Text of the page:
Oh, how the world has changed!
It was only 12 months ago, the Lara Bingle saga smothered Michael Clarke’s life. The Australian public was skeptical of Clarke’s ability to lead a group of men. He was to much in love with “fast cars and fast women”, and he lacked substance on the field. How could this bloke captain Australia?
Fast-forward to today. Clarke led the Australians to a 4-0 sweep of India. Keep in mind, Australia only just lost to New Zealand before the series. Clarke proved his toughness and leadership.
Unlike previous captains like Ricky Ponting and Steve Waugh, Clarke possesses greater imagination on the field. He is willing to throw Mike Hussey, Ponting or even himself the ball to disrupt the batsman’s rhythm. Perhaps, Pup has been forced to do this, as he doesn’t enjoy a Warne or a McGrath to rip through a batting order. Yet, the fact remains he does and with great affect. Clarke also has a sense of when to be aggressive in the field and more importantly, the bowlers seem to believe in their captain, they believe in what he is trying to achieve.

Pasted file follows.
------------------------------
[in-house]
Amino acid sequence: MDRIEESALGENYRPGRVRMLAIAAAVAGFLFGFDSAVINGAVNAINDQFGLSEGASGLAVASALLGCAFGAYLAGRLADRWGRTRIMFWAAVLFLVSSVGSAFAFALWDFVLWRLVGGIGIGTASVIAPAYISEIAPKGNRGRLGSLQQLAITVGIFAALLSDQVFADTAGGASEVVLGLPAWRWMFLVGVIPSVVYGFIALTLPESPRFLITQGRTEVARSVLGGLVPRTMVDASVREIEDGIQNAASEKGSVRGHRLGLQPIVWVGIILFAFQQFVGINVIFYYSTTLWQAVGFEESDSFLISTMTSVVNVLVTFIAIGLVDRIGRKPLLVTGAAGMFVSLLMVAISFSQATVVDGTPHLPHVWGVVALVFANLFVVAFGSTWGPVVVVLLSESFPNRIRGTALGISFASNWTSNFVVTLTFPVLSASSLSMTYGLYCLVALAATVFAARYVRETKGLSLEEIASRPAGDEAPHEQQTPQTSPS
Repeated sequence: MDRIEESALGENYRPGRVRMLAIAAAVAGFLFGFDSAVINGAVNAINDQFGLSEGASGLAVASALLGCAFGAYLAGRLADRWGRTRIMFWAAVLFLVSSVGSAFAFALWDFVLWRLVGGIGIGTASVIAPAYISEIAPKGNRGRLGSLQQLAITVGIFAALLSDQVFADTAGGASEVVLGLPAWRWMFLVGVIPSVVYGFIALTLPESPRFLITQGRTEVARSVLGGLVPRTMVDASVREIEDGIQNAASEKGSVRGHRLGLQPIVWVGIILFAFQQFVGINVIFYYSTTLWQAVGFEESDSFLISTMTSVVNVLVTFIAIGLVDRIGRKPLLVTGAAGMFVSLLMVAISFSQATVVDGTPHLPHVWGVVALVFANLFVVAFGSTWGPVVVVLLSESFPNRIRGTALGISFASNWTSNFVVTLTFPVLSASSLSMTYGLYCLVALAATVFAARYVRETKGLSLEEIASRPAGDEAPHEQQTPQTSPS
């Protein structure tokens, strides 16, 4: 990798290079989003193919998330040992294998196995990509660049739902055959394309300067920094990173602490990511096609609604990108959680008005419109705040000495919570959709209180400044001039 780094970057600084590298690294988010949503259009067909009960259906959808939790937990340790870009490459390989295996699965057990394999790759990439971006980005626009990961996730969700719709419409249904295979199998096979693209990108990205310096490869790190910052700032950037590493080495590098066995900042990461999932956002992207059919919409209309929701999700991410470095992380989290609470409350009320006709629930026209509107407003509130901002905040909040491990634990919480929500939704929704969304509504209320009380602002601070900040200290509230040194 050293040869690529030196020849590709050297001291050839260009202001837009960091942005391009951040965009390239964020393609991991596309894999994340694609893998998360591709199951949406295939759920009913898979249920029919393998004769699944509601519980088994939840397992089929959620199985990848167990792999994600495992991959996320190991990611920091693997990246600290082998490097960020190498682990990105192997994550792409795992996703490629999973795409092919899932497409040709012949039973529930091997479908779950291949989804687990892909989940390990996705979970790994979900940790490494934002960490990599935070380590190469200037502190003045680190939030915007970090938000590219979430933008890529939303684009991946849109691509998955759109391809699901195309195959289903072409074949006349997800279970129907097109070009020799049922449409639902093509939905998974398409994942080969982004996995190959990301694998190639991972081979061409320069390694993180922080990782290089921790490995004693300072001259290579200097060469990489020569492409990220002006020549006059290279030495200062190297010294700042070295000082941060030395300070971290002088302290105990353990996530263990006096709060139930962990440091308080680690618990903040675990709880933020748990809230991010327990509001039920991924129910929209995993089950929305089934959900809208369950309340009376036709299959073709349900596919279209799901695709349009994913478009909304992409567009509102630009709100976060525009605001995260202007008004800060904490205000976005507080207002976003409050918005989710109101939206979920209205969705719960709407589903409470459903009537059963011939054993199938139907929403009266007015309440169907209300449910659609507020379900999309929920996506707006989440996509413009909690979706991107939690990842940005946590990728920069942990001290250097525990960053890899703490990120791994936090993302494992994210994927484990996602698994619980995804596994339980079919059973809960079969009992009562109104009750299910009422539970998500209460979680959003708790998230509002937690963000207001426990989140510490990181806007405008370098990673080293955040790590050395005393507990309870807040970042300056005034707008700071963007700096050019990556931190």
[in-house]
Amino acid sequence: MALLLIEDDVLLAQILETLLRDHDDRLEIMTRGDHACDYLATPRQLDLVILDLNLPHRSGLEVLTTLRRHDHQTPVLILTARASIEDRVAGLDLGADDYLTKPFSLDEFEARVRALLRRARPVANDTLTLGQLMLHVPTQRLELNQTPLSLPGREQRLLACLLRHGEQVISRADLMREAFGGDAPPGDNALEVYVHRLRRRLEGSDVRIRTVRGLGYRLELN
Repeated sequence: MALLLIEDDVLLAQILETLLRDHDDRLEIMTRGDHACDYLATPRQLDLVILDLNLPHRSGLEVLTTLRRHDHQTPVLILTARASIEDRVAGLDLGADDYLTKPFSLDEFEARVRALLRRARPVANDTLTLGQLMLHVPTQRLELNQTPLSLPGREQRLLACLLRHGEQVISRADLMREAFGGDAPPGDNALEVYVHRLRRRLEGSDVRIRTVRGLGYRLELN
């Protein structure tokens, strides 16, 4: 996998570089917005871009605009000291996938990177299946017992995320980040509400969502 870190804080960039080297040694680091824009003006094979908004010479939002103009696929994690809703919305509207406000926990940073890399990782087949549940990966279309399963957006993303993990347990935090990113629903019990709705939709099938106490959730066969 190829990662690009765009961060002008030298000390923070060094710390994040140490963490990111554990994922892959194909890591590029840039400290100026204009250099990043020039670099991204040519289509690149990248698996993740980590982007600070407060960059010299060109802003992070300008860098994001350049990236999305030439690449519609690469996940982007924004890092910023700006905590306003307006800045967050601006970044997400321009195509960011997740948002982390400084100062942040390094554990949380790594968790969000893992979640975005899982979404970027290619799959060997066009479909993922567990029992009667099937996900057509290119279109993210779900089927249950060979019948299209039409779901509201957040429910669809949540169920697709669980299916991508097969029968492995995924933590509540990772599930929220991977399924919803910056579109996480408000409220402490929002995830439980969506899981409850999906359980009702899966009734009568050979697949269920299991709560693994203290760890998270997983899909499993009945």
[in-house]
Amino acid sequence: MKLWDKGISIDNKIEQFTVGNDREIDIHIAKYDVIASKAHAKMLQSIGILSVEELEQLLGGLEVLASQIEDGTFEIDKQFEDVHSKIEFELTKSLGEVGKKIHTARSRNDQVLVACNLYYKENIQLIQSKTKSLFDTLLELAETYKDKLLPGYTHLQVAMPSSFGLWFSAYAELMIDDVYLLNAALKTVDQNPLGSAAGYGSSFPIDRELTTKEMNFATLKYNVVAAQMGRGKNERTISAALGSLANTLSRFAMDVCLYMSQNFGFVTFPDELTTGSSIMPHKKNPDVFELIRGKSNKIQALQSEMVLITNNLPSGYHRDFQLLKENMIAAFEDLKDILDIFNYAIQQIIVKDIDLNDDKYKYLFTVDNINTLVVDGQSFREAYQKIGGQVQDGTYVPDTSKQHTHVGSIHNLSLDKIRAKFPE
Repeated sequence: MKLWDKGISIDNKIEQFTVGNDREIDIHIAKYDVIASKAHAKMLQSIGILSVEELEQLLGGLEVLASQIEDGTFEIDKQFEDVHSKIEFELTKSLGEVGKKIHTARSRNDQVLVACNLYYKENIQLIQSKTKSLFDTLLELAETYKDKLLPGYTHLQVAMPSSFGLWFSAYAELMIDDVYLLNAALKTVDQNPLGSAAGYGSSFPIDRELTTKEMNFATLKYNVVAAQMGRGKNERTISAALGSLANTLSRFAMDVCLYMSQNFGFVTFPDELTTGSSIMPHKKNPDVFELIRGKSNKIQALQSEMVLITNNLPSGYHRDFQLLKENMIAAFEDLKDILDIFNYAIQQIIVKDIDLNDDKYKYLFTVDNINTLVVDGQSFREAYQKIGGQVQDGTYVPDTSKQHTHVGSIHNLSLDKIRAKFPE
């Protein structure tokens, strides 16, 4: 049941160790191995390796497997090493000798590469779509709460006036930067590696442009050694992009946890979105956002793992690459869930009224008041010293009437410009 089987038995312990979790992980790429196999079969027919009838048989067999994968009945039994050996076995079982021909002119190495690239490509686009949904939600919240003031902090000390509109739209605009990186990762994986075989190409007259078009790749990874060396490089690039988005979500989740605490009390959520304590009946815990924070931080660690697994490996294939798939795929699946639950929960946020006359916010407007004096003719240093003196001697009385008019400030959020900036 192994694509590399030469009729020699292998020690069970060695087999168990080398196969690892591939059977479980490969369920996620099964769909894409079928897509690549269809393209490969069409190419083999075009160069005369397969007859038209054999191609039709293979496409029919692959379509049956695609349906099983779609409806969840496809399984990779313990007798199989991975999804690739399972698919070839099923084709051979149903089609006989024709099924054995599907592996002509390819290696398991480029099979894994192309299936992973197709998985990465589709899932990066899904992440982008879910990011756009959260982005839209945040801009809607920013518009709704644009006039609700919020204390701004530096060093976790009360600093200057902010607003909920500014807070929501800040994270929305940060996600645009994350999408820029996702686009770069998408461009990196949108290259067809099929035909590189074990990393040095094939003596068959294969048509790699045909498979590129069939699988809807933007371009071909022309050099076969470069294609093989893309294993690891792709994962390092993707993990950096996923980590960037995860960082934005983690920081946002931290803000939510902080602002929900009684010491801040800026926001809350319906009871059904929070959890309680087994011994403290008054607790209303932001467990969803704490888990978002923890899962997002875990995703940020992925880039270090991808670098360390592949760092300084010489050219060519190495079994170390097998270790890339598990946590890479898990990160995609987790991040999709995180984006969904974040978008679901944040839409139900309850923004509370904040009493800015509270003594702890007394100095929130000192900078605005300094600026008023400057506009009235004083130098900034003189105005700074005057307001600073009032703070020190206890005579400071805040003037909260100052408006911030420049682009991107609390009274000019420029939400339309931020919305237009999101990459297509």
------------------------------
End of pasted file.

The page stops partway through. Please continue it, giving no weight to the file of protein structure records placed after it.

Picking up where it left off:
Captaincy and batting is too often linked together. The general consensus in cricket is that to be a “good” captain you must score runs or be the best batsman in the side. This opinion is a misconception. These two aspects to the game are two entirely different skills. Captaincy is to motivate and communicate with his own men, and make the appropriate strategic judgement in a game, whether that is making a change in the field or appropriately electing to declare innings. The link between captaincy and batting should not be made on the total aggregate of runs in the series by the captain, rather, the timing and nature of the runs, low or high, made by the skipper. Clarke consistently compiled runs at Australia’s hour of need in a major test series. He led from the front when many batsmen struggled, rather than scoring runs when a series is lost or cashing in others’ success. His triple century was inspiring and provided the test side with genuine momentum heading into the 2012 calendar year.
A captain’s knock, indeed.